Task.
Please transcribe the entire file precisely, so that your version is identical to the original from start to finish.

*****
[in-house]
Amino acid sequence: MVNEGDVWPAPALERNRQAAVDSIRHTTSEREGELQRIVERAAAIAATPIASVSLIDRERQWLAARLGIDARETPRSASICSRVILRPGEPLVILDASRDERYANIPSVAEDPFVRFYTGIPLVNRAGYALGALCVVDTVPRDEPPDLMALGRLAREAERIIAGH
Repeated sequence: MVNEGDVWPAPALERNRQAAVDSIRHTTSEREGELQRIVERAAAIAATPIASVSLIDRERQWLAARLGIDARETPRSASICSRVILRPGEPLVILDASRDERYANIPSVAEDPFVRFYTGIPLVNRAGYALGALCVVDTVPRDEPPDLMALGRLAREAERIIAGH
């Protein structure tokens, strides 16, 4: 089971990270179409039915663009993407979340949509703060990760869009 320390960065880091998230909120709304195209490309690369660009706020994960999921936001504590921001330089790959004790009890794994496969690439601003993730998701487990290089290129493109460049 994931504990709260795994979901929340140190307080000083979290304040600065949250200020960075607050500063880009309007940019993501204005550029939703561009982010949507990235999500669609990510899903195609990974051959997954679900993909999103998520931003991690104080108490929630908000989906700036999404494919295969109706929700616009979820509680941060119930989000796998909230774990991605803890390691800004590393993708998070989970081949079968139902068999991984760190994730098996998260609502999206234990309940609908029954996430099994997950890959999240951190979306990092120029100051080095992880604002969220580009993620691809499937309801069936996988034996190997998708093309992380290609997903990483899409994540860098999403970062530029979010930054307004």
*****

[in-house]
Amino acid sequence: MVNEGDVWPAPALERNRQAAVDSIRHTTSEREGELQRIVERAAAIAATPIASVSLIDRERQWLAARLGIDARETPRSASICSRVILRPGEPLVILDASRDERYANIPSVAEDPFVRFYTGIPLVNRAGYALGALCVVDTVPRDEPPDLMALGRLAREAERIIAGH
Repeated sequence: MVNEGDVWPAPALERNRQAAVDSIRHTTSEREGELQRIVERAAAIAATPIASVSLIDRERQWLAARLGIDARETPRSASICSRVILRPGEPLVILDASRDERYANIPSVAEDPFVRFYTGIPLVNRAGYALGALCVVDTVPRDEPPDLMALGRLAREAERIIAGH
């Protein structure tokens, strides 16, 4: 089971990270179409039915663009993407979340949509703060990760869009 320390960065880091998230909120709304195209490309690369660009706020994960999921936001504590921001330089790959004790009890794994496969690439601003993730998701487990290089290129493109460049 994931504990709260795994979901929340140190307080000083979290304040600065949250200020960075607050500063880009309007940019993501204005550029939703561009982010949507990235999500669609990510899903195609990974051959997954679900993909999103998520931003991690104080108490929630908000989906700036999404494919295969109706929700616009979820509680941060119930989000796998909230774990991605803890390691800004590393993708998070989970081949079968139902068999991984760190994730098996998260609502999206234990309940609908029954996430099994997950890959999240951190979306990092120029100051080095992880604002969220580009993620691809499937309801069936996988034996190997998708093309992380290609997903990483899409994540860098999403970062530029979010930054307004």